Most of us were taught to place a comma before a sentence-ending “too”:
We’re going shopping, out to dinner, and then to a movie, too.
But is that comma really necessary? “Too” in this context means “also,” but you’re not likely to see the sentence written like this:
We’re going shopping, out to dinner, and then to a movie, also.
No one seems to know how this particular quirk started, but it’s firmly entrenched in our over-cluttered writers’ brains. Even journalists do it, and modern-day practice is to strip news stories of as many commas as possible without hopelessly obfuscating meaning. Still, that niggling comma before “too” persists.
The editors at the Chicago Manual of Style share their opinion:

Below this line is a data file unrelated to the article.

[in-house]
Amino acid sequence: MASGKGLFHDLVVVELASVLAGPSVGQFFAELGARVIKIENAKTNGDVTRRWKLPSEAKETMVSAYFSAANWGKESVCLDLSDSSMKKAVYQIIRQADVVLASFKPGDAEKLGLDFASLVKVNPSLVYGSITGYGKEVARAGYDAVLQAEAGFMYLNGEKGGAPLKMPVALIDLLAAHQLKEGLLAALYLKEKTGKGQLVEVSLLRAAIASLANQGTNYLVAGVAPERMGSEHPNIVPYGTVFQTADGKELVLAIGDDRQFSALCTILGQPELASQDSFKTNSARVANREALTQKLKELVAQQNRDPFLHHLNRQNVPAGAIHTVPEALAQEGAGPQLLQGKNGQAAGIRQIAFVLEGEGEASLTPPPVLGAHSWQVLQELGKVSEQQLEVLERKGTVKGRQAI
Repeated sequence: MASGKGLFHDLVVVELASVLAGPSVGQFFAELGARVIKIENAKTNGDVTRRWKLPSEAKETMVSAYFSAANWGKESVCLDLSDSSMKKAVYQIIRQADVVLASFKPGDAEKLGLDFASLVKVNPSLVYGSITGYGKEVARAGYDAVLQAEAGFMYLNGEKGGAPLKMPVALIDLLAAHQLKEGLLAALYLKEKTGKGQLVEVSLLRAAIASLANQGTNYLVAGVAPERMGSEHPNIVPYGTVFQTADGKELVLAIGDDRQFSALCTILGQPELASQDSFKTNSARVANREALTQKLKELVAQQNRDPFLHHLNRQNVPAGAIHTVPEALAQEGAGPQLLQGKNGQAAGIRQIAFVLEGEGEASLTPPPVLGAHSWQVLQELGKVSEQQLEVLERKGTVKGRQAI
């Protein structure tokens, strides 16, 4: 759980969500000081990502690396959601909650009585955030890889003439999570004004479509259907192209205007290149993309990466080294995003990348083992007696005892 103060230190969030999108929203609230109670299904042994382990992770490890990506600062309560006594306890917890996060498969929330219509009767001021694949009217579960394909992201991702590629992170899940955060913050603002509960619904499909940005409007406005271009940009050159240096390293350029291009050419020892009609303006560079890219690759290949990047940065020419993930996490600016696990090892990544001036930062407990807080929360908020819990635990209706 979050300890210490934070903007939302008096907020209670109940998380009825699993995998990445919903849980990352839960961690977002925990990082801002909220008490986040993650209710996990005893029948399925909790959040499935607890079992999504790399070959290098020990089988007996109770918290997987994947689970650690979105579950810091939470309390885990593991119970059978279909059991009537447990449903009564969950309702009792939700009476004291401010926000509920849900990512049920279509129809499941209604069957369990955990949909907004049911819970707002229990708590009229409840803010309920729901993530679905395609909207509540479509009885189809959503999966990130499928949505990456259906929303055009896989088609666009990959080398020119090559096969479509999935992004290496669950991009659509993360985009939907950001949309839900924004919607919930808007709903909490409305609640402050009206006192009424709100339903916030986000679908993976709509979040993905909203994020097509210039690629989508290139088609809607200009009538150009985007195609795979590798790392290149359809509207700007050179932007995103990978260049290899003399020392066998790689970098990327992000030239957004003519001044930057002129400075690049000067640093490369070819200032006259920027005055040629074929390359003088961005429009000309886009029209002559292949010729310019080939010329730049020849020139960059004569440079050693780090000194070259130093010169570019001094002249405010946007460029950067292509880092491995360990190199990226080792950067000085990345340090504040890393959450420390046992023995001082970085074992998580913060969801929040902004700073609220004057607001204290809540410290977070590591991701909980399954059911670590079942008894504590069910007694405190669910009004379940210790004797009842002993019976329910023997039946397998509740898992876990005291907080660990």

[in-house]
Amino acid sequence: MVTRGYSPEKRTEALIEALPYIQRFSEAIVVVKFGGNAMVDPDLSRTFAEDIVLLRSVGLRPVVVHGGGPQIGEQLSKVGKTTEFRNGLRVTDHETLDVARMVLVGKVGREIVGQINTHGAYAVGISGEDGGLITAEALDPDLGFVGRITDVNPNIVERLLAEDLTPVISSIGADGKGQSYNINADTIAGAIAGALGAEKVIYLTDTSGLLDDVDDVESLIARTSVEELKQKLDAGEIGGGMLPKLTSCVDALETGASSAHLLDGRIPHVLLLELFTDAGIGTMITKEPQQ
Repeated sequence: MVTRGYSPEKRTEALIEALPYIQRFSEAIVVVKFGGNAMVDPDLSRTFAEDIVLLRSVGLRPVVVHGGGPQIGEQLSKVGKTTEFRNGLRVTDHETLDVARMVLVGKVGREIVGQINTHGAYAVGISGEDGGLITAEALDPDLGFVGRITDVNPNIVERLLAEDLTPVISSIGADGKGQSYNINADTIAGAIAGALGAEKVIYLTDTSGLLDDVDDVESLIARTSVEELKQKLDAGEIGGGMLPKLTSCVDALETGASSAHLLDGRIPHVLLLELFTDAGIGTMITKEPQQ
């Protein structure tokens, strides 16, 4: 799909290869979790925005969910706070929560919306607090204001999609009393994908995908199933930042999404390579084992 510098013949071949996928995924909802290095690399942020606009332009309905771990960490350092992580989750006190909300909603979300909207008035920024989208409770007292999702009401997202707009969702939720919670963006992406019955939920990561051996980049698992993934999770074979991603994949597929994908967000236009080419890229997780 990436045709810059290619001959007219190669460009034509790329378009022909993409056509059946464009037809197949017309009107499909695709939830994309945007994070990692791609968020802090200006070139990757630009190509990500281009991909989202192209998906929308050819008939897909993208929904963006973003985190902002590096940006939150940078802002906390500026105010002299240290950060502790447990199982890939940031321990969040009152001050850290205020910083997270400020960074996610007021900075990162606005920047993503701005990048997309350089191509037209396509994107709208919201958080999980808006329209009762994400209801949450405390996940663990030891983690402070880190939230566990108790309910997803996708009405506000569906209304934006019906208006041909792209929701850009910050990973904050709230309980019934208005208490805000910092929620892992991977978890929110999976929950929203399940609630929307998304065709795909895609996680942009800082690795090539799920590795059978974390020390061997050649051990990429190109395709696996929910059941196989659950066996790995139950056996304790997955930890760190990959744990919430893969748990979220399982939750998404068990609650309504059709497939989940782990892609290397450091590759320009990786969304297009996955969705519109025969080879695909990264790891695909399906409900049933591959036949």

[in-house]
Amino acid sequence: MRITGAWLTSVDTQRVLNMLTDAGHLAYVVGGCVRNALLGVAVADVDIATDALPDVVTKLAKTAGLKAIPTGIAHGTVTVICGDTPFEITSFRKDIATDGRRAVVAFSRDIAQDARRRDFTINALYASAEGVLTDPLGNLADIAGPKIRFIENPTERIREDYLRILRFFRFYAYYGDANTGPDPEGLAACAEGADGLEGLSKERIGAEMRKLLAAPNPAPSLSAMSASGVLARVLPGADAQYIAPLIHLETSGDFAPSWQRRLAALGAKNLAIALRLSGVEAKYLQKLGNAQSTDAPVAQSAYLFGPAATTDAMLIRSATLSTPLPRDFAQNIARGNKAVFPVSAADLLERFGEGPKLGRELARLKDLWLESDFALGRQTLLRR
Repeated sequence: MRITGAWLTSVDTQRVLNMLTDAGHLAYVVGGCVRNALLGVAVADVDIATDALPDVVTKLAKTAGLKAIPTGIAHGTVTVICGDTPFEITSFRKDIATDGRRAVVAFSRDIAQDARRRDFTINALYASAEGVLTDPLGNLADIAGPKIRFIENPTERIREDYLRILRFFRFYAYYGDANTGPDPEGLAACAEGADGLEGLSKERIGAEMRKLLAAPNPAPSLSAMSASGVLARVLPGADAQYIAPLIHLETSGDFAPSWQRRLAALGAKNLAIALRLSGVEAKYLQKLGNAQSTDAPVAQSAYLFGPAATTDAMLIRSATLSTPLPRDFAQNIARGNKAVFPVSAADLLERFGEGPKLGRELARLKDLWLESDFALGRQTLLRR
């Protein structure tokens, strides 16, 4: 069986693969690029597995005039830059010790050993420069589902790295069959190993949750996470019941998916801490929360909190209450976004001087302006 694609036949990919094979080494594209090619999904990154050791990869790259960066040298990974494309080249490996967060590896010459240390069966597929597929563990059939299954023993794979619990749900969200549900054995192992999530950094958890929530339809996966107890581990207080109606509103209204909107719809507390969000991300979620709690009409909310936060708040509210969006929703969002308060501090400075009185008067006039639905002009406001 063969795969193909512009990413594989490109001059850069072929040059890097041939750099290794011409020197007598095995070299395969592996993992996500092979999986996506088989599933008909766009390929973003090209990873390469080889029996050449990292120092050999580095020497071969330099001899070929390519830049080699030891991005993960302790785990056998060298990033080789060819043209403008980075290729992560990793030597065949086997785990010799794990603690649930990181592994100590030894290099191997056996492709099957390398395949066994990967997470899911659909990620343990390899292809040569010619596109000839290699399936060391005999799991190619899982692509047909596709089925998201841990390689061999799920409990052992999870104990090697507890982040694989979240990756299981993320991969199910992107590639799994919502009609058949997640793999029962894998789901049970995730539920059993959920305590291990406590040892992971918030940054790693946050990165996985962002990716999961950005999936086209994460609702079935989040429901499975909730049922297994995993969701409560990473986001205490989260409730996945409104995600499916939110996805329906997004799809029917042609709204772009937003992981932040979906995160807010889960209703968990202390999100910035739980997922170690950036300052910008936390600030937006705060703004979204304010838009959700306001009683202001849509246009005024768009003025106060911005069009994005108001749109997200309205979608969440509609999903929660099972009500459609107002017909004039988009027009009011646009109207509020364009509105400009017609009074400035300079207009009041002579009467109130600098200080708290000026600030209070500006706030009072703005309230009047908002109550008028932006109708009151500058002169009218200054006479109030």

Use commas with too only when you want to emphasize an abrupt change of thought:
He didn’t know at first what hit him, but then, too, he hadn’t ever walked in a field strewn with garden rakes. In most other cases, commas with this short adverb are unnecessary.
The bottom line is, there’s no clear rule that either specifies using the comma or forbids it. It’s the writer’s choice. The rules of grammar don’t often allow writers to have choices. It’s kind of nice to be thrown a bone from time to time.